Living with Chronic Pain

6 Tips for Managing Chronic Pain in an Office Environment


Employees have limited control over the physical environment in the workplace. When individuals with chronic pain work in an office space, certain factors of the office environment, such as the type of work surface, amount of lighting, type of chair, temperature, or the time or space allocated to move, can cause or increase pain. However, there are ways to make working in an office space more comfortable. Here are six tips for reducing pain while working in an office space.

  1. Ensure correct posture. While standing, body weight should be balanced evenly over both feet without leaning forward or backward. While sitting, the height of the chair should be adjusted so the feet are flat on the ground (or a foot rest) with the thighs parallel to the ground. Individuals should sit with the spine straight and the ears, shoulders and hips vertically aligned.
  2. Modify or eliminate repetitive tasks. If working on a computer is part of the job, the screen, keyboard and mouse should be placed in ergonomically correct positions. If phone calls consume a considerable part of the workday, utilizing speakerphone or using a headset can prevent neck strain.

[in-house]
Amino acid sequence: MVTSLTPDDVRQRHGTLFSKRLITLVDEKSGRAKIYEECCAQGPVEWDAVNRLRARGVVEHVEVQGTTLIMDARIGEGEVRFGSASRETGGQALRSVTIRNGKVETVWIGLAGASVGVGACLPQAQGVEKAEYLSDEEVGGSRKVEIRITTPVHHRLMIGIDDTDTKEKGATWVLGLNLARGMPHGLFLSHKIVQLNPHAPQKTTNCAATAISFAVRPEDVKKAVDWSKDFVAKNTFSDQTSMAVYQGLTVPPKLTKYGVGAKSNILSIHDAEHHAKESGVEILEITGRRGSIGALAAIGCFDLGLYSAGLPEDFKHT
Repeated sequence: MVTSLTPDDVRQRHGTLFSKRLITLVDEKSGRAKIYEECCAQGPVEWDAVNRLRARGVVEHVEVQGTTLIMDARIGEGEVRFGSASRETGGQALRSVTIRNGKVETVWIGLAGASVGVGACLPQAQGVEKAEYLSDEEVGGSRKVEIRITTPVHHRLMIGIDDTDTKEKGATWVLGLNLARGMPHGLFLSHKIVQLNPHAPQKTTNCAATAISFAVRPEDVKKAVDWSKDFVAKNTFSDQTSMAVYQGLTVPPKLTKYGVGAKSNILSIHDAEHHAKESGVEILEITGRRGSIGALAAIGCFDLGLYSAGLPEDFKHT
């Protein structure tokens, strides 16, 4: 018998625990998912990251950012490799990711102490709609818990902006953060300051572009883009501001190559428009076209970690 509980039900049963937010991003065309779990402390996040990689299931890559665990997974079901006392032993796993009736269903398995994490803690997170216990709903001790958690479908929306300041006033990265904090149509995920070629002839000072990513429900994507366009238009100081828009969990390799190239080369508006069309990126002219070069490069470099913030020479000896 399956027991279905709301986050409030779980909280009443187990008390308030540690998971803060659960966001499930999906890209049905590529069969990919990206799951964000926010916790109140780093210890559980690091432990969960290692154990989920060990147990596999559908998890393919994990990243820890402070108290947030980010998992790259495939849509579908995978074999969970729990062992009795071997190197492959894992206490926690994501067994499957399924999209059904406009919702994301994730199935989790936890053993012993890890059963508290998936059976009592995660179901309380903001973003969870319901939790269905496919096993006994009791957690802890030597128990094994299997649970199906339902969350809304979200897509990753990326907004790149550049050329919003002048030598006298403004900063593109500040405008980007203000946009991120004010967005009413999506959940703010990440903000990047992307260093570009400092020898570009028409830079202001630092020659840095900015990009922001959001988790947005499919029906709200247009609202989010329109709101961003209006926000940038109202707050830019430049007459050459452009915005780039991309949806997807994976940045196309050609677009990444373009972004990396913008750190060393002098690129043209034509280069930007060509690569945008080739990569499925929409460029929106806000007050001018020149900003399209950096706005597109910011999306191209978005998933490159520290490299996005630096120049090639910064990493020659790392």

3. Utilize available tools. Using ergonomic office chairs, wrist rests, keyboard trays, foot rests, and sit-stand desks can help prevent pain from worsening. Specialized computer screens or glasses with polarized lenses can help prevent headaches. Many employers will provide these items for employees if requested.
  4. Take regular breaks. If sitting in a chair for most of the day is required, taking regular breaks to stand, move, and gently stretch the body are helpful. Taking a two-minute break every half hour can help reduce or prevent pain.
  5. Reduce and manage stress as much as possible. Stress can cause or worsen headaches and muscle tension. Practicing deep breathing techniques or meditating in a quiet, dark location can reduce stress and pain levels.
  6. Ask for help when needed. If workplace accommodations are needed, individuals should reach out to their supervisor or human resources department. Accommodations can both reduce pain and increase productivity.

These tips can help prevent increased pain levels in the workplace. This helps to ensure individuals with chronic pain maintain their employment status, which prevents social isolation and boosts self-esteem.

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